As the fate of Ukraine teeters on the brink, President Biden has been tasked with a grave decision that has tremendous international consequences: cave into Russia’s demands or threaten to fight to defend Ukraine. The first option would preclude Russia from any attack, destroying their diplomatic reputation if they advanced their troops. The second, though it heightens the risk of a confrontation between the United States and Russia, two nuclear-armed nations, would likely scare President Vladimir Putin away from invading in the near future. This would ultimately show that the United States means business when it comes to defending freedom.
Unfortunately, Biden has chosen a third, murkier option that neither ends the conflict nor stands up to Russia. By continuing to support diplomatic channels with Russia while explicitly stating that his administration would never agree to Putin’s demands or send troops into Ukraine, Biden has made the United States look geopolitically weak, a nation uncommitted to its allies and unable to foster productive diplomatic discussions. Though it still remains unclear when Russia will choose to attack, Biden’s choices have permanently diminished the United States’s negotiating power and might prove catastrophic when Putin inevitably forwards his expansionist agenda.
Though Putin has been angling for a mainland invasion of Ukraine since his 2014 takeover of Crimea, the current conflict was instigated when he demanded that Ukraine be prohibited from ever joining NATO. While a drastic demand, the request is understandable and could even serve to reduce future provocations. Having NATO on Russia’s doorstep would be tantamount to having Russian troops permanently stationed across the Ambassador Bridge. Realistically, it would serve neither the interest of the U.S. nor Russia to have Ukraine join NATO, as it would dramatically increase the tension of an otherwise relatively stable relationship.
Beyond international security implications, Ukraine is unlikely to even be a strong fit for the NATO alliance. With a sizable sect of the population supporting the Russian separatist movement, Ukrainians would likely be wary of taking actions against Russia. The ongoing conflict in the Donbas region, which has been decimated by trench warfare between over 75,000 separatists and government forces since 2014, is evidence of just how unstable Ukraine’s national security was even before the recent spike in tensions. Attaching NATO backing to a region with tremendous turmoil could lead to the unnecessary involvement of Western troops in civil warfare and bloody internal conflicts.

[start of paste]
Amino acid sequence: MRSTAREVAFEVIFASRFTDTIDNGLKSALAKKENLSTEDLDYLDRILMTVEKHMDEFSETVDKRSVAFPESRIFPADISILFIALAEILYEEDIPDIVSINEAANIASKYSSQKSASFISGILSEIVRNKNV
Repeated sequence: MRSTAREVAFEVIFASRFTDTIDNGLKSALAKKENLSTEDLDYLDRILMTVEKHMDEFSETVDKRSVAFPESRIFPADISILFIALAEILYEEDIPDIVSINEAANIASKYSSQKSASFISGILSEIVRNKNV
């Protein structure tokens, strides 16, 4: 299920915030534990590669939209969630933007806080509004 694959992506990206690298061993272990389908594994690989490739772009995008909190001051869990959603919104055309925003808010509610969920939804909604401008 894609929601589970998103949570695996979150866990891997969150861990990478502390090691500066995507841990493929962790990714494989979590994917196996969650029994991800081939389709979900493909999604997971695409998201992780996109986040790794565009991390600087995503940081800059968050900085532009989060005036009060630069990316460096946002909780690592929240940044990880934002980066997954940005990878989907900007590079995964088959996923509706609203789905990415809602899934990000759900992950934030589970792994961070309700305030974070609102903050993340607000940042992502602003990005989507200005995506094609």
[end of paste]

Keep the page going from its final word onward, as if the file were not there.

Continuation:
While meeting Putin’s demands of curbing NATO’s eastward expansion would temporarily weaken our standing, in the long-run, it could serve to ease international tensions and increase our goodwill amongst European nations currently reluctant to sever their economic ties with Russia or risk sending in troops to an unstable region.
The other path that Biden could have taken was to hang the threat of war or harsh sanctions over Putin to deter him from engaging. Though Biden has threatened sanctions if Putin were to attack, the prospect of future sanctions might do little to dissuade a Russian administration that has erred on the side of recklessness with regards to long-term threats. If Biden had instead preemptively imposed sanctions on the Russians, he could have forced Putin back to the negotiating table on American terms and coaxed Russia into pulling its troops back from the border.
Another misstep came in Biden’s declaration that the U.S. would not engage militarily in Ukraine. Though the nation would clearly never send in American troops, the past century of U.S. foreign policy has shown our willingness to support proxy wars, with the U.S. training and backing forces throughout the Middle East and Africa. With three decades of built-up tension between the U.S. and Russia since the collapse of the Soviet Union, Putin would be wise not to risk any military action. By giving up this option, Biden has made clear that while the U.S. opposes Russia’s actions, it would never go to war with them, tacitly approving Putin’s decision to move forward with little U.S. military opposition.
Unfortunately, Biden is likely too late to fully avert a Ukrainian crisis. Whether Russia attacks now or waits until a later date, Putin is clearly set on expanding Russian influence in the region. While diplomacy is a viable negotiating tactic with other nations, as an ex-KGB officer, Putin seems far more likely to respect threats of force. With China rising as a global power, the U.S. can’t afford to stay distracted by Russia, so going forward, Biden would be wise to negotiate from a position of power to ensure that Russia doesn’t pose a future threat. If he is serious about reestablishing America’s commitment to its allies, it’s time for Biden to stop reacting to Putin and start proactively asserting American interests.
Nikhil Sharma is an Opinion Columnist and can be reached at firstname.lastname@example.org.